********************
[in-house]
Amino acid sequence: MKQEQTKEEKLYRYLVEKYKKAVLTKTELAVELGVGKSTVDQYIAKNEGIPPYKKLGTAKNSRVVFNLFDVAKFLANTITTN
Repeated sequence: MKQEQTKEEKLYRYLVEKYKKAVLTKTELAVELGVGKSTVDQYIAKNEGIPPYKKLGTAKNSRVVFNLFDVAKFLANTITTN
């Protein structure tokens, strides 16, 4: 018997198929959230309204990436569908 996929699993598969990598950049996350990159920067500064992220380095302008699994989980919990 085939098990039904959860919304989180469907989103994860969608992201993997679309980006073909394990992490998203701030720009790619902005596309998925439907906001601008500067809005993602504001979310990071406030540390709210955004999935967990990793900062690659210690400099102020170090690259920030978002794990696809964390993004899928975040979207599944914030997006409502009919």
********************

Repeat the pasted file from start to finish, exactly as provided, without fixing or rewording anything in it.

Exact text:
[in-house]
Amino acid sequence: MKQEQTKEEKLYRYLVEKYKKAVLTKTELAVELGVGKSTVDQYIAKNEGIPPYKKLGTAKNSRVVFNLFDVAKFLANTITTN
Repeated sequence: MKQEQTKEEKLYRYLVEKYKKAVLTKTELAVELGVGKSTVDQYIAKNEGIPPYKKLGTAKNSRVVFNLFDVAKFLANTITTN
């Protein structure tokens, strides 16, 4: 018997198929959230309204990436569908 996929699993598969990598950049996350990159920067500064992220380095302008699994989980919990 085939098990039904959860919304989180469907989103994860969608992201993997679309980006073909394990992490998203701030720009790619902005596309998925439907906001601008500067809005993602504001979310990071406030540390709210955004999935967990990793900062690659210690400099102020170090690259920030978002794990696809964390993004899928975040979207599944914030997006409502009919």